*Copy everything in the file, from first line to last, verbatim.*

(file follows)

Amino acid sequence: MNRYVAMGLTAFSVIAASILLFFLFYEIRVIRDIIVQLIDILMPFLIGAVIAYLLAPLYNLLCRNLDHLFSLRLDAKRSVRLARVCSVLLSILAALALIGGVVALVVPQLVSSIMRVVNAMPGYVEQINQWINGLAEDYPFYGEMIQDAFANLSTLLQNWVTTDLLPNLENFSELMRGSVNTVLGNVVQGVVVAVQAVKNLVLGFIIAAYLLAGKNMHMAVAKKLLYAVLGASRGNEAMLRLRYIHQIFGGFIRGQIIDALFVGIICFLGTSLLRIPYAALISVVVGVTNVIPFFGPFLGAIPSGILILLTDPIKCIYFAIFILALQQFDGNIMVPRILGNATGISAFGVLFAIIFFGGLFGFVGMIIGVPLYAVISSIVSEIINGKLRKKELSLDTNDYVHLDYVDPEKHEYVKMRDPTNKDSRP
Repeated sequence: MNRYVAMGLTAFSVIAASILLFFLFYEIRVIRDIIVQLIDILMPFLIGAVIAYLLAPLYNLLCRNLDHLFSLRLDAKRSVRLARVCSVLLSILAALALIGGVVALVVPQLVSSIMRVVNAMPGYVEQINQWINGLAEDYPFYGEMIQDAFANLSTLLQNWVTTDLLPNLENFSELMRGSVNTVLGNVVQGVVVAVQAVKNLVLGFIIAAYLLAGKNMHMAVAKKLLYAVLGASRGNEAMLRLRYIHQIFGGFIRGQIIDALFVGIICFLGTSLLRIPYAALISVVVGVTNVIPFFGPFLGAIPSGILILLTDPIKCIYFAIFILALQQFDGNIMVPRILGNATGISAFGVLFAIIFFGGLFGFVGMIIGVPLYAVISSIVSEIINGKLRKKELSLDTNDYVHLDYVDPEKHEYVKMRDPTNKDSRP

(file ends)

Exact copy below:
Amino acid sequence: MNRYVAMGLTAFSVIAASILLFFLFYEIRVIRDIIVQLIDILMPFLIGAVIAYLLAPLYNLLCRNLDHLFSLRLDAKRSVRLARVCSVLLSILAALALIGGVVALVVPQLVSSIMRVVNAMPGYVEQINQWINGLAEDYPFYGEMIQDAFANLSTLLQNWVTTDLLPNLENFSELMRGSVNTVLGNVVQGVVVAVQAVKNLVLGFIIAAYLLAGKNMHMAVAKKLLYAVLGASRGNEAMLRLRYIHQIFGGFIRGQIIDALFVGIICFLGTSLLRIPYAALISVVVGVTNVIPFFGPFLGAIPSGILILLTDPIKCIYFAIFILALQQFDGNIMVPRILGNATGISAFGVLFAIIFFGGLFGFVGMIIGVPLYAVISSIVSEIINGKLRKKELSLDTNDYVHLDYVDPEKHEYVKMRDPTNKDSRP
Repeated sequence: MNRYVAMGLTAFSVIAASILLFFLFYEIRVIRDIIVQLIDILMPFLIGAVIAYLLAPLYNLLCRNLDHLFSLRLDAKRSVRLARVCSVLLSILAALALIGGVVALVVPQLVSSIMRVVNAMPGYVEQINQWINGLAEDYPFYGEMIQDAFANLSTLLQNWVTTDLLPNLENFSELMRGSVNTVLGNVVQGVVVAVQAVKNLVLGFIIAAYLLAGKNMHMAVAKKLLYAVLGASRGNEAMLRLRYIHQIFGGFIRGQIIDALFVGIICFLGTSLLRIPYAALISVVVGVTNVIPFFGPFLGAIPSGILILLTDPIKCIYFAIFILALQQFDGNIMVPRILGNATGISAFGVLFAIIFFGGLFGFVGMIIGVPLYAVISSIVSEIINGKLRKKELSLDTNDYVHLDYVDPEKHEYVKMRDPTNKDSRP